Meet Joe Rogan
This weekend, stand-up comedian, UFC commentator, and professional podcaster Joe Rogan will be performing his latest comedy set, Strange Times, at the Murat Theatre at Old National Centre. Those who don’t care for stand-up comedy, mixed martial arts, or conversational podcasts might think Rogan doesn’t have an impact on their lives. But they’d be wrong.
The Joe Rogan Experience is downloaded more than 100 million times a month. Its episodes are usually three hours long, and consist of Rogan talking with his guest about pretty much anything the guest wants to talk about. Rogan is enthusiastic and frank. His favorite topics are martial arts, bow hunting, documentaries, drug-use experiences, health fads, workout routines, folk psychology, conspiracy theories about society, and alternative theories about the universe. For otherwise apolitical listeners, the podcast is a gateway to broader national debates about identity, bigotry, and the “purposeful life” outlook (Warning: potentially offensive language usage in the video).
Rogan is an interesting and inquisitive podcast host. He’s good at asking questions most of us want answered, but are too squeamish to ask because we’re afraid of looking stupid. Rogan has no such fear. He’s been called a “smart stupid guy,” and he’s earned that first signifier by being curious about seemingly everything.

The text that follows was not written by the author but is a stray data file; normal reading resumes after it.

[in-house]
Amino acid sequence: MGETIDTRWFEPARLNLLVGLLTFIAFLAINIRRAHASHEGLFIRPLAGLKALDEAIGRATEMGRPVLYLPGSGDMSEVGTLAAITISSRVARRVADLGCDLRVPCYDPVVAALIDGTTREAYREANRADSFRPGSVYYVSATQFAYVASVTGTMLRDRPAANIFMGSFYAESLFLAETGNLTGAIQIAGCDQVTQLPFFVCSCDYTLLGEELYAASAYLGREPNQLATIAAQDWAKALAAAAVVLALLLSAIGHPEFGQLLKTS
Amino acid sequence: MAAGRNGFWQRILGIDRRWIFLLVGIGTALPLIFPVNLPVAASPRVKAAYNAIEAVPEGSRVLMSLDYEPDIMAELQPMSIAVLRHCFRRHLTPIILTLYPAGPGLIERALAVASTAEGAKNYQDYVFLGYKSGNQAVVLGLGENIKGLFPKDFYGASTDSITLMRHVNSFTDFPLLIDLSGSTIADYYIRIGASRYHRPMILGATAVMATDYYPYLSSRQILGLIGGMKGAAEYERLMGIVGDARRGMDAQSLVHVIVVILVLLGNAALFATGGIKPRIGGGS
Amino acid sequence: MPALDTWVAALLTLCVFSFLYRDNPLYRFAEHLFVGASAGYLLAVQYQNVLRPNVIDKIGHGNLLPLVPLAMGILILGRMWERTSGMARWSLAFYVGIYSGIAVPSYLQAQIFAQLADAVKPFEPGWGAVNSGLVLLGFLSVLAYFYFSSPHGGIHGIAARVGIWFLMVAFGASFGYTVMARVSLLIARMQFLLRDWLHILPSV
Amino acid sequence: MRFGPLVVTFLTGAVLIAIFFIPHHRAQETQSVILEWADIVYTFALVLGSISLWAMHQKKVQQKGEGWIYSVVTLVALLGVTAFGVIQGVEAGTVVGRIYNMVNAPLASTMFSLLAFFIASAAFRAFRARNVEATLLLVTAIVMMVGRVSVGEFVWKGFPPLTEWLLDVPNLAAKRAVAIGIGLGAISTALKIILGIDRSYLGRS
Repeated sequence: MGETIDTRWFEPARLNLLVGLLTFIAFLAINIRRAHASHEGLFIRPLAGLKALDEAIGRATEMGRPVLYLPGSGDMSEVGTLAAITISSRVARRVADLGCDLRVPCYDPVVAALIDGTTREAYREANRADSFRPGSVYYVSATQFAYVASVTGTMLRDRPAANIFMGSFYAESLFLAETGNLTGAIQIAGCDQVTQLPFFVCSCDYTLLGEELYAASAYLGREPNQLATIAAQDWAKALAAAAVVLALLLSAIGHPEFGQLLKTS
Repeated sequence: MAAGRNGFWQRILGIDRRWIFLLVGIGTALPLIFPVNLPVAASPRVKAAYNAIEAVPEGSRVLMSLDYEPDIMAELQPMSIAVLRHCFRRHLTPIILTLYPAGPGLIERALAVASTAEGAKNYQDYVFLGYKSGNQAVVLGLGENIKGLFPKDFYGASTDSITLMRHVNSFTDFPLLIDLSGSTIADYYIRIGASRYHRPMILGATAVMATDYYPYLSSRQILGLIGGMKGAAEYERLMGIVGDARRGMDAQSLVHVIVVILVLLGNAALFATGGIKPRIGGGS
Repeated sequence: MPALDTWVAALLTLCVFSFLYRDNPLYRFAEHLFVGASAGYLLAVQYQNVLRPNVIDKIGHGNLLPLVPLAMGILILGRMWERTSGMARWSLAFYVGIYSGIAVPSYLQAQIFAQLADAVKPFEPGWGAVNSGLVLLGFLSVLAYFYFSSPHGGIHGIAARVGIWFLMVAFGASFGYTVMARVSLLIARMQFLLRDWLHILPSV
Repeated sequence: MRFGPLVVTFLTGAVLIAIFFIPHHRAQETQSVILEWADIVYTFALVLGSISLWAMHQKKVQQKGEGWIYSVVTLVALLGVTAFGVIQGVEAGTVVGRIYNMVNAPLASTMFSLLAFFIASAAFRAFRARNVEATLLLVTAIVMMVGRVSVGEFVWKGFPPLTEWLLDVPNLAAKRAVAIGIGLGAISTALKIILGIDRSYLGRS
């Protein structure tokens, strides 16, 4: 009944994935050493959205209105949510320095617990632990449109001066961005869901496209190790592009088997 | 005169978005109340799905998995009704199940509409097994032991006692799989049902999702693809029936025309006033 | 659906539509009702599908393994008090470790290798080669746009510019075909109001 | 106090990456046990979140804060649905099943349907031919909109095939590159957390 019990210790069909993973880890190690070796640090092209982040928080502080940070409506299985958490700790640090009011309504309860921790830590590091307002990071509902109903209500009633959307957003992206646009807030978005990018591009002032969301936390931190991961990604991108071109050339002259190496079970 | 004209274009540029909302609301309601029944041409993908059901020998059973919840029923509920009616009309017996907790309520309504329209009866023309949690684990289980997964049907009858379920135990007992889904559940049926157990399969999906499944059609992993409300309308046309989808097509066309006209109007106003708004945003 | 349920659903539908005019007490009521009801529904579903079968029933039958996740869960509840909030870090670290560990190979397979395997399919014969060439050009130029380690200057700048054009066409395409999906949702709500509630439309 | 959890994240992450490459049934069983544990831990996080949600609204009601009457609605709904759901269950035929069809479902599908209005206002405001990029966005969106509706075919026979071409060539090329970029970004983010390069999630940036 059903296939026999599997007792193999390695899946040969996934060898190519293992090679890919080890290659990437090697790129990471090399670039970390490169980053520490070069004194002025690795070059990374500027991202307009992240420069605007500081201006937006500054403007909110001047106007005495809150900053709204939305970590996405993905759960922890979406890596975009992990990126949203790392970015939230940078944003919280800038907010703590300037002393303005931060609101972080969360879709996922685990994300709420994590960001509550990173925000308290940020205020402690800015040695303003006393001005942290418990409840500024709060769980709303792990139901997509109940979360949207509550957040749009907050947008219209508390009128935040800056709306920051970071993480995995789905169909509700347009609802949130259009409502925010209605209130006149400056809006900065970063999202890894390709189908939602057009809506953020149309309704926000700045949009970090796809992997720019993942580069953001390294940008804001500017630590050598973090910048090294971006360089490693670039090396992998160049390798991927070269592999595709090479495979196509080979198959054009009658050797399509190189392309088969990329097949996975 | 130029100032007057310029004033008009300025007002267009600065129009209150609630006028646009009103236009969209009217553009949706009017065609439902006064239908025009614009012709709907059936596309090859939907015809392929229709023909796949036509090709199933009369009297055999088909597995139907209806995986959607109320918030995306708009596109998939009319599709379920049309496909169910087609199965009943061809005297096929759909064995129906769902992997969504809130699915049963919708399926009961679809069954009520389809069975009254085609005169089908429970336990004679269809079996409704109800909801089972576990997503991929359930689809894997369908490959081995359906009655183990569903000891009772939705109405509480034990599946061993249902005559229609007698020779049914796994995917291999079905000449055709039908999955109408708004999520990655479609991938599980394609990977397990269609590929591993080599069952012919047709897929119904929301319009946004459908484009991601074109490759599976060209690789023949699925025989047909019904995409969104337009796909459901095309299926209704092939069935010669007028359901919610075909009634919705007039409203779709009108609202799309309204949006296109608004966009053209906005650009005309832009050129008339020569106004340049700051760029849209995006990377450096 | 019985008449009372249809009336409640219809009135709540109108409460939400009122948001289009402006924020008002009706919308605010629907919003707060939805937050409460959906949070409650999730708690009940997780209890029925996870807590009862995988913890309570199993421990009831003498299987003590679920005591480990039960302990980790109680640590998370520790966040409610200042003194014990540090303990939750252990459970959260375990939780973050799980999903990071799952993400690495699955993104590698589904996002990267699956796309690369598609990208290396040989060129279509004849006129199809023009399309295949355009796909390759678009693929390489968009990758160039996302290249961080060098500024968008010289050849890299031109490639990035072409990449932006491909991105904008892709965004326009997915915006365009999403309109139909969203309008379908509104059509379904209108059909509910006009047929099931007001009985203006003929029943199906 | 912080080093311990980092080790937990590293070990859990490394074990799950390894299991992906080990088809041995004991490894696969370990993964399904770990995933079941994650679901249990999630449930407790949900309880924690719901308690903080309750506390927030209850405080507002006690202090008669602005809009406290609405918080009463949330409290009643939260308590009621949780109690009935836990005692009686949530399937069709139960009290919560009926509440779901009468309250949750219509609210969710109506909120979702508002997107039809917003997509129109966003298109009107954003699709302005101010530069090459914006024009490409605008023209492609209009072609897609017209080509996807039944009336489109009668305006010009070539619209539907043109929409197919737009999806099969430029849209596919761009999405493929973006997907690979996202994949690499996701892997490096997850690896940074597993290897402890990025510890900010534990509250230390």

Rogan on stage is much like he is on the podcast. Affable, congenial, relatively harmless. There’s nothing groundbreaking about his stand-up, which slides from raising his three daughters to how smart (and malevolent) dolphins are. With the right cretinous guest on his podcast, Rogan can come off as a cretin. Alone on stage, he’s no better or worse than the rest of us—perhaps his most attractive quality.
Most of his grievances with American politics and culture are the typical reactionary ones: Modern art is low, degrading, and pretentious. “Identity politics” and “political correctness” are absurd and slyly tyrannical. Universities are repositories for bad ideas. The modern man—who no longer has to spend his days catching food and building shelters—is weak compared to his prehistoric counterpart. Masculinity has been debased. People are getting lazier.
In a way, Rogan is the embodiment of the 21st century’s response to the 20th. In the online era, we don’t need the expert, the propagandist, or the strongman to manipulate and betray us. We can do all that ourselves now.
Joe Rogan — Strange Times Tour. Saturday, June 24 at 8pm and 10:30pm, Murat Theatre at Old National Centre. Tickets are available.